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133 rows, page 14 of 34 (4/p)
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Export to Excel select * from OriginOfSpecies where ordinal = '10' order by description limit 52, 4 (Page 14: Row)
subject
title
ordinal
description Desending Order (top row is first)
03 - Struggle for Existence 03-05 - Nature of the Checks to Increase 10 In looking at Nature, it is most necessary to keep the foregoing considerations always in mind- never to forget that every single organic being may be said to be striving to the utmost to increase in numbers; that each lives by a struggle at some period of its life; that heavy destruction inevitably falls either on the young or old, during each generation or at recurrent intervals. Lighten any cheek, mitigate the destruction ever so little, and the number of the species will
almost instantaneously increase to any amount.
04 - Natural Selection 04-07 - Illustrations of the Action of Natural Selection: 10 In order to make it clear how, as I believe, natural selection acts, I must beg permission to give one or two imaginary illustrations.

Let us take the case of a wolf, which preys on various animals, securing some by craft, some by strength, and some by fleetness; and let us suppose that the fleetest prey, a deer for instance, had from any change in the country increased in numbers, or that other prey had decreased in numbers, during that season of the year when the wolf was hardest pressed for food. Under such circumstances the swiftest and slimmest wolves would have the best chance of surviving and so be preserved or selected,- provided always that they retained strength to master their prey at this or some other period of the year, when they were compelled to prey on other animals.

wolf
wolf

deer
deer


I can see no more reason to doubt that this would be the result, than that man should be able to improve the fleetness of his greyhounds by careful and methodical selection, or by that kind of unconscious selection which follows from each man trying to keep the best dogs without any thought of modifying the breed.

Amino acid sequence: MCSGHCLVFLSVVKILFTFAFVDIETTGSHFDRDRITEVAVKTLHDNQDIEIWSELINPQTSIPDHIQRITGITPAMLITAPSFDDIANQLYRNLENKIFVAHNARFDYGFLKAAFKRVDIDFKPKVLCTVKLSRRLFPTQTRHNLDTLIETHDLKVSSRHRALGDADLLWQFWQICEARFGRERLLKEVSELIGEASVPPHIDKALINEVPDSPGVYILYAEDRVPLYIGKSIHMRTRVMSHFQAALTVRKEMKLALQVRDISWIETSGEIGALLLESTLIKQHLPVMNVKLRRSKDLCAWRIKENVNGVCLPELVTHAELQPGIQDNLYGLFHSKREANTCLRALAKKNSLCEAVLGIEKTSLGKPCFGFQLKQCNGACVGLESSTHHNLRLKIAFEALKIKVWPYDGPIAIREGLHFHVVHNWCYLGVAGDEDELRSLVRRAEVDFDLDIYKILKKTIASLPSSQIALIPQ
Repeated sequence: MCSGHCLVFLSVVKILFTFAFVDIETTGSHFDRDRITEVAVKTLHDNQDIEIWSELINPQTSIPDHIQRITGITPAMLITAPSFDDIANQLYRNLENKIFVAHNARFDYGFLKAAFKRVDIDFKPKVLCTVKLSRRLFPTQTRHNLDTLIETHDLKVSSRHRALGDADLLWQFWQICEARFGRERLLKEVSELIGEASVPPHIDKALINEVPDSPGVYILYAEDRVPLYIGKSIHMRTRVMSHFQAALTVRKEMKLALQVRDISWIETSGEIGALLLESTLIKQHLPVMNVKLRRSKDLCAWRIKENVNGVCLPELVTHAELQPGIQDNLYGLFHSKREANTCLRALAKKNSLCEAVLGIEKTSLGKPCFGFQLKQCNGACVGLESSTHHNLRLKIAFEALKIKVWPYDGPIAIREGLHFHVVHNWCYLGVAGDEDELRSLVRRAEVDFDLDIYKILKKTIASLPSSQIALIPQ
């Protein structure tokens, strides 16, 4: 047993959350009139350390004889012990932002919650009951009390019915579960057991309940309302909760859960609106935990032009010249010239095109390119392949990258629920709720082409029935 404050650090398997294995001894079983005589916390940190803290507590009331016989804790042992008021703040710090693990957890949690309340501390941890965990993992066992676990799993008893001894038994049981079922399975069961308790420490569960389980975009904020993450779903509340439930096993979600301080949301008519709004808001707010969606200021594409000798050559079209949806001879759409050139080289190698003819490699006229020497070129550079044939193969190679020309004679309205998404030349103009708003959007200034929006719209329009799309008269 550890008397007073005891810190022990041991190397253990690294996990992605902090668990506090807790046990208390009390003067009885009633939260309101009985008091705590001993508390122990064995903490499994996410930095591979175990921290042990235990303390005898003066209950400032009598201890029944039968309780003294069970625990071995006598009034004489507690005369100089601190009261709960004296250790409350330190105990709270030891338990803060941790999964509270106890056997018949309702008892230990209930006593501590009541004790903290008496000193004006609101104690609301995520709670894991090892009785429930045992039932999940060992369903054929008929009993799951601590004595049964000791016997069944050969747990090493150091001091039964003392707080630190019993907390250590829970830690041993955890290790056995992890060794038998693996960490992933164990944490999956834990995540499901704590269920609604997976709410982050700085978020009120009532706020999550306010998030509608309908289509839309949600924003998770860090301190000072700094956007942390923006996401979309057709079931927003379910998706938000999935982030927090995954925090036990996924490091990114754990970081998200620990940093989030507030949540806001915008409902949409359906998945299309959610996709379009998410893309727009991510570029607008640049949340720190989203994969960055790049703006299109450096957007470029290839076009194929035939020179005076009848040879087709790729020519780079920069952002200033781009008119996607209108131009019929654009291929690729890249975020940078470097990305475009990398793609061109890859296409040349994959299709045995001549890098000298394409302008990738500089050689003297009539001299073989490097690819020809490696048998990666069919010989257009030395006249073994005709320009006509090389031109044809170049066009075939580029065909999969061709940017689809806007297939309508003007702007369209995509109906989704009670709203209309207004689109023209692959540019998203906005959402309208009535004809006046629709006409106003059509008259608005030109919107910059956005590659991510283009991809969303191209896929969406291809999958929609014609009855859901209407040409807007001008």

dog
dog
01 - Variations Under Domestication 01-07 - Origin of Domestic Varieties from one or more Species 10 In the case of most of our anciently domesticated animals and plants, it is not possible to come to any definite conclusion, whether they are descended from one or several wild species.

The argument mainly relied on by those who believe in the multiple origin of our domestic animals is, that we find in the most ancient times, on the monuments of Egypt, and in the lake-habitations of Switzerland, much diversity in the breeds;

Egypt
Egypt

Switzerland
Switzerland



and that some of these ancient breeds closely resemble, or are even identical with, those still existing.

But this only throws far backwards the history of civilisation, and shows that animals were domesticated at a much earlier period than has hitherto been supposed.
14 - Recapitulation and Conclusion 14-06 - Concluding remarks 10 In the distant future I see open fields for far more important researches. Psychology will be based on a new foundation, that of the necessary acquirement of each mental power and capacity by gradation. Light will be thrown on the origin of man and his history.
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Authors of the highest eminence seem to be fully satisfied with the view that each species has been independently created.

To my mind it accords better with what we know of the laws impressed on matter by the Creator, that the production and extinction of the past and present inhabitants of the world should have been due to secondary causes, like those determining the birth and death of the individual.

When I view all beings not as special creations, but as the lineal descendants of some few beings which lived long before the first bed of the Silurian system was deposited, they seem to me to become ennobled.

Judging from the past, we may safely infer that not one living species will transmit its unaltered likeness to a distant futurity.

And of the species now living very few will transmit progeny of any kind to a far distant futurity; for the manner in which all organic beings are grouped, shows that the greater number of species of each genus, and all the species of many genera, have left no descendants, but have become utterly extinct.

We can so far take a prophetic glance into futurity as to foretel that it will be the common and widely-spread species, belonging to the larger and dominant groups, which will ultimately prevail and procreate new and dominant species.